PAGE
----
Choir vs. Band

Discussion in 'Trumpet Discussion' started by Pakatak, Jan 27, 2009.

  1. Pakatak

    Pakatak New Friend

    I have a bit of an issue with my band director. My school runs on a 4-period schedule, with one semester counting towards a full year's credit. Anyway, the varsity choir and band are both offered only during 4th period, which obviously presents a minor problem. However, two other students (our only oboeist and our top tenor sax player) sing in choir every other day as part of a deal between the choir director and band director. I talked to the director beforehand, and she cleared me to audition for varsity choir, but she said that she needed time to think about whether to let me in. Knowing that, I auditioned for varsity choir and our band director was... not happy, I'll say, about it. She explained to me that I'm too important of a leader to the band to be an every other day person, and told me directly that if I were to join varsity choir she wants me to drop band.

    What doesn't make sense to me is that I'm being denied an opportunity to do both choir and band (like other people) BECAUSE my leadership is so important. I was wondering if anyone has had any sort of experience in dealing with this, or has any advice to give (either as a person or as a teacher/band director). I don't feel like I've adequately explained the situation, but I'll fix it if anyone finds a major fault in this that blows this out of context. Thanks for any help you might be able to offer.

    Also, it might be a good thing to add that she was hired over the summer as a one-year replacement for our old band teacher, and ended up having it made permanent after something happened.
  2. RG111

    RG111 Piano User

    Nov 12, 2003
    I don't have any advice for you, but its a shame you can't do both! Are there higher powers in the system where you might protest this?
  3. Pakatak

    Pakatak New Friend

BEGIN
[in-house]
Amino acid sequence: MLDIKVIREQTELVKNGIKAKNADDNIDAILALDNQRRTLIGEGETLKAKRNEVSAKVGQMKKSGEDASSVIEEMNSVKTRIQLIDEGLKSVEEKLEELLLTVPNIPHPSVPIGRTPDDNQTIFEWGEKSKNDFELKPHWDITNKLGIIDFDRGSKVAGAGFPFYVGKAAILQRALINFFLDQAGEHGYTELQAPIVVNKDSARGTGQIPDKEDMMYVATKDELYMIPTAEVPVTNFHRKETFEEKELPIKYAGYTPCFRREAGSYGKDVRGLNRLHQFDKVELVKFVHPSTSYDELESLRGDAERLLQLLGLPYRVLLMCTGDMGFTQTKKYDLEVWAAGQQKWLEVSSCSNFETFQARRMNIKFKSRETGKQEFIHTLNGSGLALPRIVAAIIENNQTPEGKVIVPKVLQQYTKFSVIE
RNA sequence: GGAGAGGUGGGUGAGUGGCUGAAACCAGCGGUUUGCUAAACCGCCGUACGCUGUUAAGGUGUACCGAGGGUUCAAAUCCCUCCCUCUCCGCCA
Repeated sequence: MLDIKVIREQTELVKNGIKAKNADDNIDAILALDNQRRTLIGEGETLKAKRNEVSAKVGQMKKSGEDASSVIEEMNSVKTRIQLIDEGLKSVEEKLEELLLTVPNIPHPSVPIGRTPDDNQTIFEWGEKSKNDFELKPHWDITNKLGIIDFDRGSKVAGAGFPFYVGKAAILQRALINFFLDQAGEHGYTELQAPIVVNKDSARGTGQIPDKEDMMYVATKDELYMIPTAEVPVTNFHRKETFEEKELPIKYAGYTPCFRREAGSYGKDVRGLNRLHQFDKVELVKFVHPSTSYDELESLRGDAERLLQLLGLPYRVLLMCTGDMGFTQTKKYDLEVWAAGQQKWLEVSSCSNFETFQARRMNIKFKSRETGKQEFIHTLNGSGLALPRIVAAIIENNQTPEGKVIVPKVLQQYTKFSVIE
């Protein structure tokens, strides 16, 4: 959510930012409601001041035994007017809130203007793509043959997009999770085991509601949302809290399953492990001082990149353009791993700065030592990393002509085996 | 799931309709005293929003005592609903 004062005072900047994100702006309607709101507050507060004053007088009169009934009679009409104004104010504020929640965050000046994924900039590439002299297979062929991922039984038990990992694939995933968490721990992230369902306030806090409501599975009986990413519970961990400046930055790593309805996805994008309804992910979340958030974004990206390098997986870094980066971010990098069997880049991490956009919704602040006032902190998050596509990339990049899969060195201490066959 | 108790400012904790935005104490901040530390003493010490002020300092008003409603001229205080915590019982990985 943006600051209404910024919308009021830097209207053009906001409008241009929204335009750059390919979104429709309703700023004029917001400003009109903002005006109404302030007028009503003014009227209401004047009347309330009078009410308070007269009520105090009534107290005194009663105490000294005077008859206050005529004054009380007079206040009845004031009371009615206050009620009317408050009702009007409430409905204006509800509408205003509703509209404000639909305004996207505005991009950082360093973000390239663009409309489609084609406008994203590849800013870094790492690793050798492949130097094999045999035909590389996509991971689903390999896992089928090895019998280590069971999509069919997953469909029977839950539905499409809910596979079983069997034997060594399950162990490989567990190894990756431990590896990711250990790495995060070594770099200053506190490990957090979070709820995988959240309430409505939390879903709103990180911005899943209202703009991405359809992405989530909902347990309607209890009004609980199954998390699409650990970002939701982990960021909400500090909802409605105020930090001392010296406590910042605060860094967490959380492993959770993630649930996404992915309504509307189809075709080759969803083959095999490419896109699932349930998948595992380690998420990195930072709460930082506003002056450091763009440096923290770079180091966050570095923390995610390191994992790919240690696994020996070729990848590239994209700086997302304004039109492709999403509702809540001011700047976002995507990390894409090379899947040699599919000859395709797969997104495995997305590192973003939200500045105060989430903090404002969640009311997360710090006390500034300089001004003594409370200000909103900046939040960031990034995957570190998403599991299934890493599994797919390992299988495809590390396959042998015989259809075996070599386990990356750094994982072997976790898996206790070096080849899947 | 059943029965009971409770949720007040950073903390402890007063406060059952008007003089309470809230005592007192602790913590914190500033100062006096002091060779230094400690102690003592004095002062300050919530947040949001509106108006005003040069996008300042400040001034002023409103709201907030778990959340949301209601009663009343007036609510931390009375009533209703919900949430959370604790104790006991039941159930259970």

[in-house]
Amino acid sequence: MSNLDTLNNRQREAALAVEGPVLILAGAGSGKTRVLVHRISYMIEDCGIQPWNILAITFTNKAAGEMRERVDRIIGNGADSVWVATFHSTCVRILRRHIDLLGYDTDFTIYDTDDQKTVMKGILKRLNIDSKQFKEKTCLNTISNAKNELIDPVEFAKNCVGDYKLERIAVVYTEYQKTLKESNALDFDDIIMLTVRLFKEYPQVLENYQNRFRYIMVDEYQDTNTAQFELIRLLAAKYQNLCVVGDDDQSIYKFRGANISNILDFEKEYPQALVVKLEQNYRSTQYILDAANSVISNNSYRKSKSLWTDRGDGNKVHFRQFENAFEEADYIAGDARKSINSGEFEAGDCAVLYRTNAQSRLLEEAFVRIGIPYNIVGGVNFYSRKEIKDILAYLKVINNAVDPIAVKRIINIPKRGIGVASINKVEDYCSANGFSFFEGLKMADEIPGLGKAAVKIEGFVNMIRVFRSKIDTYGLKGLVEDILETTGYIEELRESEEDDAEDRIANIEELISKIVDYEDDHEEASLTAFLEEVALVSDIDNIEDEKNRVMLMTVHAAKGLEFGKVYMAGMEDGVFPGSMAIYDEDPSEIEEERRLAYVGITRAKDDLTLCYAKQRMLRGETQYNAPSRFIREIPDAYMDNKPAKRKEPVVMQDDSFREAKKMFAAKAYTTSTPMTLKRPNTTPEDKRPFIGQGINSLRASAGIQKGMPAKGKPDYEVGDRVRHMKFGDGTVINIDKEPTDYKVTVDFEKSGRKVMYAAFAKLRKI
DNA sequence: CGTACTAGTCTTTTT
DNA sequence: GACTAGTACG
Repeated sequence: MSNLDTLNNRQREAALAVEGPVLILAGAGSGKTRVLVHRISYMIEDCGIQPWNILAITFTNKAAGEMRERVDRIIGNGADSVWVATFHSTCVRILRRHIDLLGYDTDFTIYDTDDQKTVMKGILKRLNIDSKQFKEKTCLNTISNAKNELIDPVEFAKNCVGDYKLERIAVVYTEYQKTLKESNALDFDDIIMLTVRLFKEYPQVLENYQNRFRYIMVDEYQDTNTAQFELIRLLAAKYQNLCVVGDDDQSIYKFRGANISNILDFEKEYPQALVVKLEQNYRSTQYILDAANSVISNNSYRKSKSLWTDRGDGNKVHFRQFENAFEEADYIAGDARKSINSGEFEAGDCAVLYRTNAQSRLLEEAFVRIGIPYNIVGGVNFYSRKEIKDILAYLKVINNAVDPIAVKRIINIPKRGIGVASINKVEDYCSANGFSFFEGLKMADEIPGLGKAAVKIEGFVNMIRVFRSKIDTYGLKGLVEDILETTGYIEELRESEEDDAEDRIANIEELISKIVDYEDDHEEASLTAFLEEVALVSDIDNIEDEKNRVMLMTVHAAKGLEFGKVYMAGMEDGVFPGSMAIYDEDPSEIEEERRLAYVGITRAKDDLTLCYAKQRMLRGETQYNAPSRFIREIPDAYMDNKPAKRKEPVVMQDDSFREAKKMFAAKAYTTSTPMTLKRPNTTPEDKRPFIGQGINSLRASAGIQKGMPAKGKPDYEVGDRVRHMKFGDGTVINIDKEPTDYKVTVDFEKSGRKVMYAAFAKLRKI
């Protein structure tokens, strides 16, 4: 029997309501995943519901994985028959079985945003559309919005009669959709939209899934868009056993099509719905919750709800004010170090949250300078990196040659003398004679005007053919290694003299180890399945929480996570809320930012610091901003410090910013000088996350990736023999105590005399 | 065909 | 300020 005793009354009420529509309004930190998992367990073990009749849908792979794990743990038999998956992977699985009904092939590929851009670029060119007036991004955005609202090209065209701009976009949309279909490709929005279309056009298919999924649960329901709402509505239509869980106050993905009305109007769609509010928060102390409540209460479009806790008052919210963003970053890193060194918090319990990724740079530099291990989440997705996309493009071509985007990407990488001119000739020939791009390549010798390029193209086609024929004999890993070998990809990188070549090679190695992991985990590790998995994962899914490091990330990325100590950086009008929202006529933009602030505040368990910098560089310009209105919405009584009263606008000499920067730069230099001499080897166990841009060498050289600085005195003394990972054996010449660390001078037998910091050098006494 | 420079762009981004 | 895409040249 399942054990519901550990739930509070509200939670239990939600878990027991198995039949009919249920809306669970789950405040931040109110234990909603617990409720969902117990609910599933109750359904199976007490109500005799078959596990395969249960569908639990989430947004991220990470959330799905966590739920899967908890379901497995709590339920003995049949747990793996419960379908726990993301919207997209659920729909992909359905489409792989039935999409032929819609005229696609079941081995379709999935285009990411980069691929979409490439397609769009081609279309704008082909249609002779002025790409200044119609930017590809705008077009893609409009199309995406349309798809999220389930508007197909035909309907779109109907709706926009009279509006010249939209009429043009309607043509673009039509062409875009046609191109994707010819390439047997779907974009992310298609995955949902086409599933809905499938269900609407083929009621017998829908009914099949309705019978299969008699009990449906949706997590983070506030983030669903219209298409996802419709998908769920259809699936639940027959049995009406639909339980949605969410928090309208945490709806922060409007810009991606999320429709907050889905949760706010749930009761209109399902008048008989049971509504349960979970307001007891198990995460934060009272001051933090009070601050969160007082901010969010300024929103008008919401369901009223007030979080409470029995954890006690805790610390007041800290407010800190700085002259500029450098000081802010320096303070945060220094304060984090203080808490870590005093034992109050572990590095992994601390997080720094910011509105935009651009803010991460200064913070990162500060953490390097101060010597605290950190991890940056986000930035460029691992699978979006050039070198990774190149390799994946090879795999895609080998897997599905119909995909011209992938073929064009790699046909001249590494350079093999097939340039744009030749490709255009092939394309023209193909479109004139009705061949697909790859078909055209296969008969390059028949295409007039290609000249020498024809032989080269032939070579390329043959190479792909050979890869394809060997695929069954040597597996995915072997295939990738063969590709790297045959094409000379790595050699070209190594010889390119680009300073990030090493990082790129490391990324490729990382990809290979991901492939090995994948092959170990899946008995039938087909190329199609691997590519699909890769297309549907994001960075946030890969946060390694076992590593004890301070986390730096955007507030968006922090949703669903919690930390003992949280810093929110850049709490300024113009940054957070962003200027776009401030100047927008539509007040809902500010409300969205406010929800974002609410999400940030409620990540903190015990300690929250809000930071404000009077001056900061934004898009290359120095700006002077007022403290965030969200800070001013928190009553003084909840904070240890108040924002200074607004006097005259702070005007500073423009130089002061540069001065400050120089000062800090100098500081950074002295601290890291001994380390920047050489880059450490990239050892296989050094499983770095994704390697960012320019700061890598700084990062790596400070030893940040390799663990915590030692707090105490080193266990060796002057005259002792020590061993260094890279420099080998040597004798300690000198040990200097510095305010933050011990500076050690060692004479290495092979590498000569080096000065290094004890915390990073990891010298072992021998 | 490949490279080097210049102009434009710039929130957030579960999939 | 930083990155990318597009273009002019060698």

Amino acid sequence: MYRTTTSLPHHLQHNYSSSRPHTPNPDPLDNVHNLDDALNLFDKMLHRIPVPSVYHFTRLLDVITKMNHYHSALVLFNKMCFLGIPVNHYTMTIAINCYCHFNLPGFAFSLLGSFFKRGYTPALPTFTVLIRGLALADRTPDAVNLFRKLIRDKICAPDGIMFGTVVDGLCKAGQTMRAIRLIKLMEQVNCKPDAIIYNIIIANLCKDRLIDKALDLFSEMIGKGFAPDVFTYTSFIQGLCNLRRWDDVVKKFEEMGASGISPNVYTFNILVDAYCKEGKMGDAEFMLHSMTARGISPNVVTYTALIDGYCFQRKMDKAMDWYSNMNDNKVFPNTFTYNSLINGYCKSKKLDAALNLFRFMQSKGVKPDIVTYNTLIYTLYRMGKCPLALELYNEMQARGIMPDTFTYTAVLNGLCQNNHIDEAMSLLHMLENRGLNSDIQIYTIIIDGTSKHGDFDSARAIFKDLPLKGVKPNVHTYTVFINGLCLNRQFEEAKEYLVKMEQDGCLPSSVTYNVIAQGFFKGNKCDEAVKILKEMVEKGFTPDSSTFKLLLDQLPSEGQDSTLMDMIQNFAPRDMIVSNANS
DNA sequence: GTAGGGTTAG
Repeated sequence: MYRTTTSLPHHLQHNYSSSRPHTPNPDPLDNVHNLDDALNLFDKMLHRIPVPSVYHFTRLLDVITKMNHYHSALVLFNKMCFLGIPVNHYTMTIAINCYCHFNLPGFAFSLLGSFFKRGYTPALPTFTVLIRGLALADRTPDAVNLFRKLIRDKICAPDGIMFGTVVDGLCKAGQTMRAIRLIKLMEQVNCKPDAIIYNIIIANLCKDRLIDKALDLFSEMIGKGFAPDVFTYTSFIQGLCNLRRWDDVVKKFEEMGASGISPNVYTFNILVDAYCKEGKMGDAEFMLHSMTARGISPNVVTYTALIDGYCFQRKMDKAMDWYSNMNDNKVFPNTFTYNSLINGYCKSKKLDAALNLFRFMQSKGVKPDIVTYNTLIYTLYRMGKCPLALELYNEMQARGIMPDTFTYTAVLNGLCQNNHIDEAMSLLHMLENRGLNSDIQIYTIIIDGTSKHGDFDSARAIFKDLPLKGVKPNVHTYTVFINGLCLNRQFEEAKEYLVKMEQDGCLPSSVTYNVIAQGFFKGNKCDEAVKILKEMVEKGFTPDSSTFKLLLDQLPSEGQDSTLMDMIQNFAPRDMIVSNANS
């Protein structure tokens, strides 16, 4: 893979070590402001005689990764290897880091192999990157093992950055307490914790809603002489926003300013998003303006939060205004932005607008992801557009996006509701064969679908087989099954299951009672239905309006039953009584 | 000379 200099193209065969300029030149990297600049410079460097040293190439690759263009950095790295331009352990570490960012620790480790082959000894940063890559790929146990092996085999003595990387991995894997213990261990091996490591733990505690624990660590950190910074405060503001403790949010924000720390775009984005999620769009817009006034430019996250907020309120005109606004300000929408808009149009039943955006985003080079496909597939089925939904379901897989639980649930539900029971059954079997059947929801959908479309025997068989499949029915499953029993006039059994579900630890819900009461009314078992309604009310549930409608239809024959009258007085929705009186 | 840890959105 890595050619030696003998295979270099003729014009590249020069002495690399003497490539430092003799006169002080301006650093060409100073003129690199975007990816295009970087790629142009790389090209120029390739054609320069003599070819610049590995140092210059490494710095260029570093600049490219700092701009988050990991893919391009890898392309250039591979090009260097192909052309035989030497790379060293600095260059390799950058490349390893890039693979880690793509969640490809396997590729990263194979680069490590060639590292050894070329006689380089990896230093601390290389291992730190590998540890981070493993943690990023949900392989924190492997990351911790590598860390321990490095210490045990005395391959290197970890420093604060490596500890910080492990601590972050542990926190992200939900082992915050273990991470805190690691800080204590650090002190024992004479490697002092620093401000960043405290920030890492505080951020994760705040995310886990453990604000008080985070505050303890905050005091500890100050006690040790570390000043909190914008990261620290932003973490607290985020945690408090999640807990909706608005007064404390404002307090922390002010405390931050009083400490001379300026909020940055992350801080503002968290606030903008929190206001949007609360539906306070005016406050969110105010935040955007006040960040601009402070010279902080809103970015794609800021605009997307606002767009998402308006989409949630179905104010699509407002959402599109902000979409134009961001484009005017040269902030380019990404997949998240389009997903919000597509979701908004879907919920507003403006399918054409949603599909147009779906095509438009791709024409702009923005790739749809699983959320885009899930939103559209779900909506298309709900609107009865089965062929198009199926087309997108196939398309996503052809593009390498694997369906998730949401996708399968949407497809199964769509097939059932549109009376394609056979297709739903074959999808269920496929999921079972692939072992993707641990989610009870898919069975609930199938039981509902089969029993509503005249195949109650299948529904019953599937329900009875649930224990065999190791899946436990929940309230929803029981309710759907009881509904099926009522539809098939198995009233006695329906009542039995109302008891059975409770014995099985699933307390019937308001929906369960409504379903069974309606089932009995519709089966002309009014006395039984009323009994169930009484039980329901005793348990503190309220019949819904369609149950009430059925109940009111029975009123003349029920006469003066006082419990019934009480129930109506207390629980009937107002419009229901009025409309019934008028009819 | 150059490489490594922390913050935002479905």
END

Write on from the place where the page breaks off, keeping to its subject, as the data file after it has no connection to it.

Yeah, the choir teacher wants me to be able to do both because she played Clarinet and sang in choir in high school. I'm not really sure how to get to this "higher power," as my counselor has every slot filled up between now and the time where I'm supposed to make my decision. I also don't want to play the card of vicious attack dog-parents (which they're ready to do) in order to do it. I'd much rather be a nice, happy diplomat than just have the demanding parents get their way.
  4. miles71

    miles71 Mezzo Piano User

    Nov 8, 2004
    I am a HS Band Director and hate to see any student be denied an opportunity musically, however what do you want to do in college? If you want to pursue music as a trumpet player than get as much time in the ensemble as you can. If you want to sing then go the other route.

    Yes, I know vocal music is a great preparation for college music no matter the discipline. But make sure you are working on your major focus, not dividing your efforts.

    At my school we make a real effort to schedule the large ensembles on different periods of the day so student can do more than one. However we also make sure students understand they should focus on their major performance medium. In your situation I am not sure I would be ok with ANY students missing rehearsal every other time, and I am sure the choir director would feel the same.

    I hope things work out, dont worry you will get to sing in college.
  5. MFfan

    MFfan Fortissimo User

    Sep 13, 2006
    Kalamazoo, Michigan
    My situation was, in the late 50's, my high school had a very good chioir program and also band and orchestra opportunities. They way the academics were structured, you were not allowed to take many electives, so being more intersted in band, I did that route and was able to do orchestra also in my senior year.

    Fortunately, I had been in a fine church choir program since the age of 6, so had a regular outlet until I was out of college and to this day, which has meant much to me for musical fulfillment and growth.

    Maybe an outside choral opportunity may be available outside of school for the poster? In more recent times, our daughter's were in band in high school, but also were able to take part in the musicals put on every year
    and summer productions that are put on in the community.

    I agree with Miles71 observations. Doing both activities would be disruptive, I think. Too bad the other persons were allowed to bend the system which could have unwanted consequences down the road.